Tell Us No Stories, Tell Us No Lies

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They've done it again, the Americans, with their unique combination of politics and pop culture. I mean, two weeks ago, had you heard of Jim Jeffords, Vermont senator? Now, after Jeffords Week in the media, do you know anyone who hasn't? His snub by the President, his courtship by the Democrats, the would-or-wouldn't-he period. We're not talking about a Kennedy here. They can do it with Jim Jeffords! They can do it with anybody, just rev up the machine. This is the sole genius of U.S. politics: the ability to generate drama at high speed from a standing start.

They grip everybody with this stuff, including Canadians, though not all our media reach the National Post level of sounding as if they actually are a U.S. paper. "Renegade imperils Bush agenda," quailed a headline, with no sense it wasn't our peril, too. Their acerbic columnist, Mark Steyn, always misplaces his detachment when the core values of the Republic are imperilled. "God help America," he prayed.

Yet what was at stake politically? Get this: the chairmanships of committees in the U.S. Senate. That's it. Who recognizes who on a point of order. That's why I call it genius. You could formulate a general rule from this: The high drama of a political event is in inverse proportion to its real importance.

I want to publicly confess that, Before Jeffords, I actually thought the leadership woes of the Canadian Alliance were high political drama. Now, by comparison, I see them for what they are: parliamentary bedroom farce. They are repetitive, overlong and lack plot development. They should be edited. Perhaps they suffer as well in light of the general rule: Drama is inverse to real issues. We have in Canada, for instance, a precious health-care system that's at risk; there's no such jeopardy in the U.S.

I should also confess an antipathy to storytelling that I've whinged on about before. As in "telling our stories" (culture minister Sheila Copps) or CBC's fufilment of her vision quest in its history series, or the common notion that journalism is really just telling stories. Someone who attended the Hot Docs festival in Toronto last month said almost all the documentaries were private tales of "Me and My Disease/Disability etc."; what they had in common was, nobody in them was likely to sue the filmmaker, which you can't say for films on drug companies, police forces or public officials. But I don't even like storytellers at street festivals. Most of all, I don't like them in political journalism.

So what's the alternative, as the most annoying candidates say on the porch? Well, take a reference to the current U.K. election in the London Review of Books. In a review of Eric Schlosser's Fast Food Nation, about global food enterprises, James Meek notes "the true ideological split cutting through Labour, Conservatives and the [other parties]: whether to be dictated to by corporate gigantism, or to challenge it." That isn't a story waiting to be told. It is, if you think literally, not a story at all but a graph: the parties laid out on one axis with the forces for and against corporate power on the other. I know, I know, it's a graph that tells a story, but that's different. Or take the fact that, with George W. Bush's recent tax cut, the richest one per cent of U.S. taxpayers, with incomes over $375,000, get a third of the benefits, while the bottom 60 per cent get only 15 per cent. That's not a story, either, it's a stat. You could make it into a story ("Mary Berry is a hairdresser in Houston . . .") but there's no need to.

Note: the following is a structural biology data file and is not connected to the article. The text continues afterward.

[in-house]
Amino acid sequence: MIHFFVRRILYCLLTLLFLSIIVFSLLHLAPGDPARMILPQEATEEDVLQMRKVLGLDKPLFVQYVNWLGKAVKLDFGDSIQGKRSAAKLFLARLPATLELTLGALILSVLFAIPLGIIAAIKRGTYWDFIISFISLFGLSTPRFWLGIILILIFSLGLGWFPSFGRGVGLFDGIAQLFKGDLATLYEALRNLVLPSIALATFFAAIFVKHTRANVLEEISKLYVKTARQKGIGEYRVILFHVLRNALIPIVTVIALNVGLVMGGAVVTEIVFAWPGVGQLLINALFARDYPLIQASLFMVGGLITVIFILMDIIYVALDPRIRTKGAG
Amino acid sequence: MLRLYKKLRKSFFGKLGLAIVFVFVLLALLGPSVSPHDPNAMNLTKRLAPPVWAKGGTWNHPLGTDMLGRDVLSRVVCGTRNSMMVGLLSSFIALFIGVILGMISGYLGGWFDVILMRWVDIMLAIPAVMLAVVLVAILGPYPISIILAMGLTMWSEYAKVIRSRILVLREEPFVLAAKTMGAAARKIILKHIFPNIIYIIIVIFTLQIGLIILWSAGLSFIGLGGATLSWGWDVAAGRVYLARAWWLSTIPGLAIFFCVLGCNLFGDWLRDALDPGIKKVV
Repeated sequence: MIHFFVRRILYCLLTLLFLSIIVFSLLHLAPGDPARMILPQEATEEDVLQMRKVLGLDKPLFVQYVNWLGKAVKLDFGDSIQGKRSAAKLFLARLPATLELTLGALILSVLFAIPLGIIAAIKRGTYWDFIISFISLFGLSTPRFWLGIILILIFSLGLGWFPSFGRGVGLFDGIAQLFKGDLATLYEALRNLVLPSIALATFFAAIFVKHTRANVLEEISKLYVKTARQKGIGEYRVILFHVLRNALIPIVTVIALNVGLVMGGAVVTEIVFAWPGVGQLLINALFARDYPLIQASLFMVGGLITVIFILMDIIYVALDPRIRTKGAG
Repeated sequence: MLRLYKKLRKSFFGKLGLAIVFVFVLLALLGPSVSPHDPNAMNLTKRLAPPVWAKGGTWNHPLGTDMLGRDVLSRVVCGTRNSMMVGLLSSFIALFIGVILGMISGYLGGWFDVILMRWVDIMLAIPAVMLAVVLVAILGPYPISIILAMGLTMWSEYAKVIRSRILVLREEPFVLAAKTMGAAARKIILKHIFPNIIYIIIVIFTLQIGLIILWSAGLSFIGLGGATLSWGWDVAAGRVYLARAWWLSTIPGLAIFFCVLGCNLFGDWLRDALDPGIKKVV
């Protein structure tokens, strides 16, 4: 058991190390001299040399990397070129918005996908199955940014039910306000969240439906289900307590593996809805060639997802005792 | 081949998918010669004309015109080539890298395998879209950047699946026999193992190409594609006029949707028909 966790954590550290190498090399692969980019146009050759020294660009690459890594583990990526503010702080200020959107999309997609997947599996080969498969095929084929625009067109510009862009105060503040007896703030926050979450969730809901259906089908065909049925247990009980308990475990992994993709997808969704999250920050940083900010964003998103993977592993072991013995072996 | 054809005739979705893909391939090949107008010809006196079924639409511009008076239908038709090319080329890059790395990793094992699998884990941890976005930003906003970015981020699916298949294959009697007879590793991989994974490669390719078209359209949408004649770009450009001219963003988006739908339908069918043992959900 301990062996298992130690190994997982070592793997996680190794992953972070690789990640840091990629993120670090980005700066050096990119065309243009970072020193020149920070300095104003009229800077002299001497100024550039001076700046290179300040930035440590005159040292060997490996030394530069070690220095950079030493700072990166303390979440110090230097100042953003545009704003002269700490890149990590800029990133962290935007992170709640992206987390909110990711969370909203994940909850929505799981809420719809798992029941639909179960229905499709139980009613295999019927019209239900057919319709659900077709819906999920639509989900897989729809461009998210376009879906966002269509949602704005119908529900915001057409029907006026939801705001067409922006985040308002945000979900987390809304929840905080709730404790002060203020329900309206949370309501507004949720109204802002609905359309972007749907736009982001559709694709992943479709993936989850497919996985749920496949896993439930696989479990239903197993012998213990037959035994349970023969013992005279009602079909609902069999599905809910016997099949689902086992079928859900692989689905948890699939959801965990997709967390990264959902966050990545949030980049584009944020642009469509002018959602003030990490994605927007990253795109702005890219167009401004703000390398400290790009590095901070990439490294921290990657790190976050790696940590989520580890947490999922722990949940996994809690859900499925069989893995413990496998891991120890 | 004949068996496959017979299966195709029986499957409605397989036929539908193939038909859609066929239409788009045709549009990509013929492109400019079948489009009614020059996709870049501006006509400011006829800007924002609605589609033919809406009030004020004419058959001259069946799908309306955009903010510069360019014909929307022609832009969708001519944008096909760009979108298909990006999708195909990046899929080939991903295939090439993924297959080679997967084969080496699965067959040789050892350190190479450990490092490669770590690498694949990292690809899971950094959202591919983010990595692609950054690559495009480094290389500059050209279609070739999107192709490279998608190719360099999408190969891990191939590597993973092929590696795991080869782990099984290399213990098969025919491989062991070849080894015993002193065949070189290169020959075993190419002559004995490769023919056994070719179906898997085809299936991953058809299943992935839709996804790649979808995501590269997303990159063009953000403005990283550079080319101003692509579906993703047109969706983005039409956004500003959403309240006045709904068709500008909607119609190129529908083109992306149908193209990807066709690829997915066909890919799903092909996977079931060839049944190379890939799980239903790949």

In fact, it's the absence of stats, charts, numbers, facts and other elements of social and political reality that often vitiates the American genius for storytelling -- so that what starts as drama ends as melodrama, rather than epic or tragedy. Take Big Apple, a CBS show that ran briefly this spring, with Ed O'Neill, the boob from Married . . . With Children, cast as a slobby, rough and (rarest trait on TV) obnoxious New York cop. In the first episode, he feels so dicked around by the FBI and so unable to articulate that he slugs an FBI agent. I've never seen it before, but it rang true to the bizarre, corrupt mood we've learned exists in many urban police forces. Yet by episode three, he sits sobbing beside his terminally ill sister in the Hayden Planetarium who's been transported there by Ed's pals in Parking Control. Begins as drama, ends as melodrama. Even Andy Sipowicz on NYPD Blue, who started on an O'Neill level, descended quickly toward bathos, salvaged only by Dennis Franz's acting.

Or take Oscar-winning Traffic, about the Mexico-U.S. drug trade. What crap and evasion. The violent druggies are all Hispanic, the Americans are naive truth-seekers, and there's no hint about crucial and well-documented U.S. support to set up the crack trade in American cities in the 1980s in order to fund the Nicaraguan contras. Yet the film is rife with "realistic" storytelling: documentary-like shooting, subtitles, even members of Congress saying lines -- though not Jim Jeffords. But that was when he was still nobody.

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